- The other notes are derived by noting the (integral part of the) quotient and remainder when one less than the melakarta number is divided by 6. If the melakarta number is greater than 36, subtract 36 from the melakarta number before performing this step.
- 'Ri' and 'Ga' positions: the raga will have:
- Ri1 and Ga1 if the quotient is 0
- Ri1 and Ga2 if the quotient is 1
- Ri1 and Ga3 if the quotient is 2
- Ri2 and Ga2 if the quotient is 3
- Ri2 and Ga3 if the quotient is 4
- Ri3 and Ga3 if the quotient is 5
- 'Da' and 'Ni' positions: the raga will have:
- Da1 and Ni1 if remainder is 0
- Da1 and Ni2 if remainder is 1
- Da1 and Ni3 if remainder is 2
- Da2 and Ni2 if remainder is 3
- Da2 and Ni3 if remainder is 4
- Da3 and Ni3 if remainder is 5
- See swaras in Carnatic music for details on above notation.
The katapayadi scheme associates dha9 and ra2, hence the raga's melakarta number is 29 (92 reversed). Now 29 36, hence Dheerasankarabharanam has Ma1. Divide 28 (1 less than 29) by 6, the quotient is 4 and the remainder 4. Therefore, this raga has Ri2, Ga3 (quotient is 4) and Da2, Ni3 (remainder is 4). Therefore, this raga's scale is Sa Ri2 Ga3 Ma1 Pa Da2 Ni3 SA.
From the coding scheme Ma 5, Cha 6. Hence the raga's melakarta number is 65 (56 reversed). 65 is greater than 36. So MechaKalyani has Ma2. Since the raga's number is greater than 36 subtract 36 from it. 65-36=29. 28 (1 less than 29) divided by 6: quotient=4, remainder=4. Ri2 Ga3 occurs. Da2 Ni3 occurs. So MechaKalyani has the notes Sa Ri2 Ga3 Ma2 Pa Da2 Ni3 SA.
Exception for Simhendramadhyamam
As per the above calculation, we should get Sa 7, Ha 8 giving the number 87 instead of 57 for Simhendramadhyamam. This should be ideally Sa 7, Ma 5 giving the number 57. So it is believed that the name should be written as Sihmendramadhyamam (as in the case of Brahmana in Sanskrit).
Representation of dates
Important dates were remembered by converting them using Kaṭapayādi system. These dates are generally represented as number of days since the start of Kali Yuga. It is sometimes called kalidina sankhya.
- The Malayalam calendar known as kollavarsham (Malayalam: കൊല്ലവര്ഷം) was adopted in Kerala beginning from 825 CE, revamping some calendars. This date is remembered as āchārya vāgbhadā, converted using Kaṭapayādi into 1434160 days since the start of Kali Yuga.
- Narayaniyam, written by Melpathur Narayana Bhattathiri, ends with the line, āyurārogyasaukhyam (ആയുരാരോഗ്യസൌഖ്യം) which means long-life, health and happiness.
|Value as per Kaṭapayādi||1712210|
- This number is the time at which the work was completed represented as number of days since the start of Kali Yuga as per the Malayalam calendar.
- Some people use the Kaṭapayādi system in naming newborns.
- The following verse compiled in Malayalam by Koduṅṅallur Kuññikkuṭṭan Taṃpurān using Kaṭapayādi is the number of days in the months of Gregorian Calendar.
- പലഹാരേ പാലു നല്ലൂ, പുലര്ന്നാലോ കലക്കിലാം
- ഇല്ലാ പാലെന്നു ഗോപാലന് - ആംഗ്ലമാസദിനം ക്രമാല്
- palahāre pālu nallū, pularnnālo kalakkilāṃ
- illā pālennu gopālan - āṃgḷamāsadinaṃ kramāl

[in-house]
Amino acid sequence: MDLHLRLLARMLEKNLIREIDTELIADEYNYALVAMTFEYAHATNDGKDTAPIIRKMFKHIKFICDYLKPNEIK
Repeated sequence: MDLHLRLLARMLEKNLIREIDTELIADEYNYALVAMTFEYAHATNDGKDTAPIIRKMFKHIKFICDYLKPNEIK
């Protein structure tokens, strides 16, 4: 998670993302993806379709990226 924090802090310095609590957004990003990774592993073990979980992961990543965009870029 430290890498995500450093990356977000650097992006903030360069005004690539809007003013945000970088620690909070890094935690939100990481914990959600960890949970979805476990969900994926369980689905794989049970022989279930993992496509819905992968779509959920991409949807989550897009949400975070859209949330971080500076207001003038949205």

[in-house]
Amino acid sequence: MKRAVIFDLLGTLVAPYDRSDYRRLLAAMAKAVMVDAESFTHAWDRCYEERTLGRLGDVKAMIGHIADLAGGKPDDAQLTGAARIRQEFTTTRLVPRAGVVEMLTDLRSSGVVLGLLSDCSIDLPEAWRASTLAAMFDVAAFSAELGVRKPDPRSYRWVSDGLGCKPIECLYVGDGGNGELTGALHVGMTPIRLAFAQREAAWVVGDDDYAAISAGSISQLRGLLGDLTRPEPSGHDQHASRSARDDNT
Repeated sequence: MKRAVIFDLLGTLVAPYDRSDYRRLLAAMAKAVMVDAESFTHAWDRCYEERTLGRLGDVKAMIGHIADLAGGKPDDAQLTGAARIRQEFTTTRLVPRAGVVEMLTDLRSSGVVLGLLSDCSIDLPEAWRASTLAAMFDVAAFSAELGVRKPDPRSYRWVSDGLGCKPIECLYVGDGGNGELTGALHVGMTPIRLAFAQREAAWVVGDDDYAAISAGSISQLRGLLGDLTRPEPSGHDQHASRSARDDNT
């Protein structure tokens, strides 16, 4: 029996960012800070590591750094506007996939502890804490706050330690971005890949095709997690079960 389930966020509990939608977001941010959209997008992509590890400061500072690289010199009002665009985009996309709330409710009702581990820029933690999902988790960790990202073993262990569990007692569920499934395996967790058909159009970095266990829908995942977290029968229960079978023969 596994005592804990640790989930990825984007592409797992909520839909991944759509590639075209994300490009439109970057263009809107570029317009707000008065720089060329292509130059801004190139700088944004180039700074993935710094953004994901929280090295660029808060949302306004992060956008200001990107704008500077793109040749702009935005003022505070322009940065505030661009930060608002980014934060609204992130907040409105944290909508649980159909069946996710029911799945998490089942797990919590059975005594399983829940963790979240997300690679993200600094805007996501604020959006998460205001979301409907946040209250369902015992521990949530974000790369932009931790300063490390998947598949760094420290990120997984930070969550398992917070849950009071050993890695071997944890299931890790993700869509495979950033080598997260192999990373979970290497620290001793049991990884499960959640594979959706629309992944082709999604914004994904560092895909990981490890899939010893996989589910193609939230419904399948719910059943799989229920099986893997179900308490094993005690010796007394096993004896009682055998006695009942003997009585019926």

- Translation: Milk is best for breakfast, when it is morning, it should be stirred. But Gopālan says there is no milk - the number of days of English months in order.
- Converting pairs of letters using Kaṭapayādi yields - pala (പല) is 31, hāre (ഹാരേ) is 28, pālu പാലു = 31, nallū (നല്ലൂ) is 30, pular (പുലര്) is 31, nnālo (ന്നാലോ) is 30, kala (കല) is 31, kkilāṃ (ക്കിലാം) is 31, illā (ഇല്ലാ) is 30, pāle (പാലെ) is 31, nnu go (ന്നു ഗോ) is 30, pālan (പാലന്) is 31.
- Abjad numerals
- Aryabhata numeration
- Bhutasamkhya system
- Greek numerals
- Kerala school of astronomy and mathematics
- Madhava's sine table
- Mnemonic major system
- Temurah (Kabbalah)
- Alphasyllabic numeral system
- Sreeramamula Rajeswara Sarma (1999), Kaṭapayādi Notation on a Sanskrit Astrolabe [permanent dead link]
- J J O'Connor; E F Robertson (November 2000). "Sankara Narayana". School of Mathematics and Statistics, University of St Andrews, Scotland. Retrieved 1 January 2010.
- Usenet Discussion. "Aryabhatta's numerical encoding". Archived from the original on 17 July 2011. Retrieved 1 January 2010.
- Plofker, Kim (2008). Mathematics in India. Princeton University Press. p. 384. ISBN 978-0-691-12067-6.
- J. F. Fleet (April 1912). "The Ka-ta-pa-ya-di Notation of the Second Arya-Siddhanta". The Journal of the Royal Asiatic Society of Great Britain and Ireland. Royal Asiatic Society of Great Britain and Ireland: 459–462. JSTOR 25190035.
- J.F. Fleet (July 1911). "The Katapayadi System of Expressing Numbers". The Journal of the Royal Asiatic Society of Great Britain and Ireland. Royal Asiatic Society of Great Britain and Ireland: 788–794. JSTOR 25189917.
- Sarma, K.V. (2001). "Sadratnamala of Sankara Varman". Indian Journal of History of Science (Indian National Academy of Science, New Delhi) 36 (3–4 (Supplement)): 1–58. "Archived copy" (PDF). Archived from the original (PDF) on 2 April 2015. Retrieved 17 December 2009.CS1 maint: archived copy as title (link)
- Anand Raman. "The Ancient Katapayadi Formula and the Modern Hashing Method" (PDF). Archived from the original (PDF) on 16 June 2011. Cite journal requires
- Aryabhatta's Numerical Encoding[dead link]
- Francis Zimmerman, 1989, Lilavati, gracious lady of arithmetic - India - A Mathematical Mystery Tour "Archived copy". Archived from the original on 6 September 2009. Retrieved 3 January 2010.CS1 maint: archived copy as title (link)
- Dr. C Krishnan Namboodiri, Chekrakal Illam, Calicut, Namboothiti.com Dr. C Krishnan Namboodiri. ""Katapayaadi" or "Paralpperu"". Namboothiri Websites Trust. Retrieved 1 January 2010.
- Visti Larsen, Choosing the auspicious name
- A.A. Hattangadi, Explorations in Mathematics, Universities Press (India) Pvt. Ltd., Hyderabad (2001) ISBN 81-7371-387-1